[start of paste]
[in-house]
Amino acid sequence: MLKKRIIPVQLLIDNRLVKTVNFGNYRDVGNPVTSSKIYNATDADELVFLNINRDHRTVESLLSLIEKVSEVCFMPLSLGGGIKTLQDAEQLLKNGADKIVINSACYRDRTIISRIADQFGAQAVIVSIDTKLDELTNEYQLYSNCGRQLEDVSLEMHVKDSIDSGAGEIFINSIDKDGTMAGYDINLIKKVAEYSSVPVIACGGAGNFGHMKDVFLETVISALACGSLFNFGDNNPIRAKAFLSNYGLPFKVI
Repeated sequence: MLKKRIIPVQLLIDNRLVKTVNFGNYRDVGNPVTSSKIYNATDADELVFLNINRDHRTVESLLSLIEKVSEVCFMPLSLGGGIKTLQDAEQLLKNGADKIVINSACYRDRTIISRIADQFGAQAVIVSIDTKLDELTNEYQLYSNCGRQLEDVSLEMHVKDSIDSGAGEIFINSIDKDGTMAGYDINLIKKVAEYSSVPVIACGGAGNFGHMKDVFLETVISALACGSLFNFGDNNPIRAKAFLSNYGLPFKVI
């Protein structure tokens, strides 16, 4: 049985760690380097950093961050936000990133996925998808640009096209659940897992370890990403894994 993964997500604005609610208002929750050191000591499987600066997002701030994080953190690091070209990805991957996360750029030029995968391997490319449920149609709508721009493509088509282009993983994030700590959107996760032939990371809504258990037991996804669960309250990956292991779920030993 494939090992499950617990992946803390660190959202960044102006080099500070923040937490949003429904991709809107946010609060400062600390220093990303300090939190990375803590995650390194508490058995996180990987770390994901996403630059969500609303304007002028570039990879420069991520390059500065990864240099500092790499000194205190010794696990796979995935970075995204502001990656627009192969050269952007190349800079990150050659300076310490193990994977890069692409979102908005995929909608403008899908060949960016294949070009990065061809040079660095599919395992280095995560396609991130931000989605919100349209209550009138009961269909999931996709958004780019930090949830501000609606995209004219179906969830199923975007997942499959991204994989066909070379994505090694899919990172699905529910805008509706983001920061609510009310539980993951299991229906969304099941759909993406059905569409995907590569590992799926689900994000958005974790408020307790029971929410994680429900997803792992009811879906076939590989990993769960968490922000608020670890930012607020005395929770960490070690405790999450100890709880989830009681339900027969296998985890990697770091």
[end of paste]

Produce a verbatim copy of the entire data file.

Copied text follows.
[in-house]
Amino acid sequence: MLKKRIIPVQLLIDNRLVKTVNFGNYRDVGNPVTSSKIYNATDADELVFLNINRDHRTVESLLSLIEKVSEVCFMPLSLGGGIKTLQDAEQLLKNGADKIVINSACYRDRTIISRIADQFGAQAVIVSIDTKLDELTNEYQLYSNCGRQLEDVSLEMHVKDSIDSGAGEIFINSIDKDGTMAGYDINLIKKVAEYSSVPVIACGGAGNFGHMKDVFLETVISALACGSLFNFGDNNPIRAKAFLSNYGLPFKVI
Repeated sequence: MLKKRIIPVQLLIDNRLVKTVNFGNYRDVGNPVTSSKIYNATDADELVFLNINRDHRTVESLLSLIEKVSEVCFMPLSLGGGIKTLQDAEQLLKNGADKIVINSACYRDRTIISRIADQFGAQAVIVSIDTKLDELTNEYQLYSNCGRQLEDVSLEMHVKDSIDSGAGEIFINSIDKDGTMAGYDINLIKKVAEYSSVPVIACGGAGNFGHMKDVFLETVISALACGSLFNFGDNNPIRAKAFLSNYGLPFKVI
């Protein structure tokens, strides 16, 4: 049985760690380097950093961050936000990133996925998808640009096209659940897992370890990403894994 993964997500604005609610208002929750050191000591499987600066997002701030994080953190690091070209990805991957996360750029030029995968391997490319449920149609709508721009493509088509282009993983994030700590959107996760032939990371809504258990037991996804669960309250990956292991779920030993 494939090992499950617990992946803390660190959202960044102006080099500070923040937490949003429904991709809107946010609060400062600390220093990303300090939190990375803590995650390194508490058995996180990987770390994901996403630059969500609303304007002028570039990879420069991520390059500065990864240099500092790499000194205190010794696990796979995935970075995204502001990656627009192969050269952007190349800079990150050659300076310490193990994977890069692409979102908005995929909608403008899908060949960016294949070009990065061809040079660095599919395992280095995560396609991130931000989605919100349209209550009138009961269909999931996709958004780019930090949830501000609606995209004219179906969830199923975007997942499959991204994989066909070379994505090694899919990172699905529910805008509706983001920061609510009310539980993951299991229906969304099941759909993406059905569409995907590569590992799926689900994000958005974790408020307790029971929410994680429900997803792992009811879906076939590989990993769960968490922000608020670890930012607020005395929770960490070690405790999450100890709880989830009681339900027969296998985890990697770091």